Byline: Steve Goode, THE WASHINGTON TIMES
The men are famous, their names immediately recognizable: Byron, Shelley, Keats - the great English Romantic poets, whose poetry people still learn by heart. The names of the women who loved them, their wives, their mistresses, are much less familiar: Lady Caroline Lamb (Byron), Fanny Brawne (Keats), Claire Clairemont, Augusta Leigh and Annabella Milbanke (Byron, again, all three of them) and others. The exception of course is Mary, Shelley's wife, whose novel "Frankenstein" has rendered her name as well-known, maybe better-known, than those of the famous poets.
These poets and the women were famous - in some cases, infamous is the more accurate word - in their own time, too, at least most of them, and not just for poetry, but for their freethinking views, their outspoken contempt for the old order and for the enormous scandal and ensuing nonstop gossip their tempestuous love affairs and equally stormy marriages created not only in England, but across Europe in the first decades of the 19th century.
Those extraordinary relationships are the subject of a new book by English writer Jude Morgan aptly named "Passion" and subtitled "A Novel of the Romantic Poets." What is surprising and rewarding is that Mr. Morgan takes these more or less well-known stories and very familiar people and turns them into very good fiction and into characters of flesh and blood, and most definitely of genuine passion, even if that passion is often (though by no means always) woefully misguided.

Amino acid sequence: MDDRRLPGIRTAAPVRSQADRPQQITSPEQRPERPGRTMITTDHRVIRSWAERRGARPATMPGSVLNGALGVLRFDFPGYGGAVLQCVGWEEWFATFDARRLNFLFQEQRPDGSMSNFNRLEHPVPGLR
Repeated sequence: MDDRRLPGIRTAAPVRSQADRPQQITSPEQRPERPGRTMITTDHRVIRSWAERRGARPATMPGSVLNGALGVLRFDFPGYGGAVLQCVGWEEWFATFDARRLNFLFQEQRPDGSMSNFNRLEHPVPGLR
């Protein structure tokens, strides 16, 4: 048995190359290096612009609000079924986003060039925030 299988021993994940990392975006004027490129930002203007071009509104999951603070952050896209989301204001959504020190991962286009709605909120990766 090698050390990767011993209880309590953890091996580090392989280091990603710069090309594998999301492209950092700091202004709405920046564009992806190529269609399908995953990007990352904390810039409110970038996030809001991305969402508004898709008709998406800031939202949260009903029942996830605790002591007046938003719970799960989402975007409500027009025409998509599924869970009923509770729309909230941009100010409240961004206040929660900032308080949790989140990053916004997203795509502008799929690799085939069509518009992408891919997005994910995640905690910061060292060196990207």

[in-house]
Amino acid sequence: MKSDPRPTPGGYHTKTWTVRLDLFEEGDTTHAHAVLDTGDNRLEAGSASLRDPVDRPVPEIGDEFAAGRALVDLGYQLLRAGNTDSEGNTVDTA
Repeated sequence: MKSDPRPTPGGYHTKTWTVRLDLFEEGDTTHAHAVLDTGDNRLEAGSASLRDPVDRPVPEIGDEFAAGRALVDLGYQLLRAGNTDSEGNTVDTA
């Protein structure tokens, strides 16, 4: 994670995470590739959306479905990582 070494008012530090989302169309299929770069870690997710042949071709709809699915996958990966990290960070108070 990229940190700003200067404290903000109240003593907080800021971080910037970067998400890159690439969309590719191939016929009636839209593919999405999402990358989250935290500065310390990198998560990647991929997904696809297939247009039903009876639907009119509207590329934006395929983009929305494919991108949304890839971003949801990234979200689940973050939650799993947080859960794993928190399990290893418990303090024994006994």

"Passion" opens with an attempted suicide by Mary Wollstonecraft, outspoken admirer of the French Revolution, pioneer feminist and author of "Vindication of the Rights of Women" and future mother of Mary Shelley. It ends some three decades later, about 1825, when the three great poets are dead: Keats at age 25 of consumption in 1821, Shelley drowned at sea off Italy at 29 the following year and Byron, who succumbed to fever at 36 in Greece in 1824 where he had gone to fight in that country's war of independence against the Ottoman Empire.
Into their short lives, however, the three men packed a great deal of living and writing. Mr. Morgan's research has been prodigious. He knows the works of the poets well; he's read all the requisite biographies. But all this erudition the novel wears well, even gracefully. And because two of the men, Byron and Shelley, were high-born, as were two of the women Augusta Leigh (Byron's half-sister) and Lady Caroline Lamb, the author can introduce a host of characters these aristocrats met in the natural course of their lives: George III and his queen, for example, Czar Alexander I and the German Gen. Blucher, to name just a few.
The author is an ease with the styles of clothing these people wore, the modes of transportation they employed and the innumerable other factors that comprised their daily lives. But where Mr. Morgan excels is with his central figures themselves, what they said to one another and did and how their passionate love for another could quickly descend into comtempt and outright hatred.
The author introduces his poets through the eyes of the women who fall in love with them. Here is Mary on first meeting the tall, …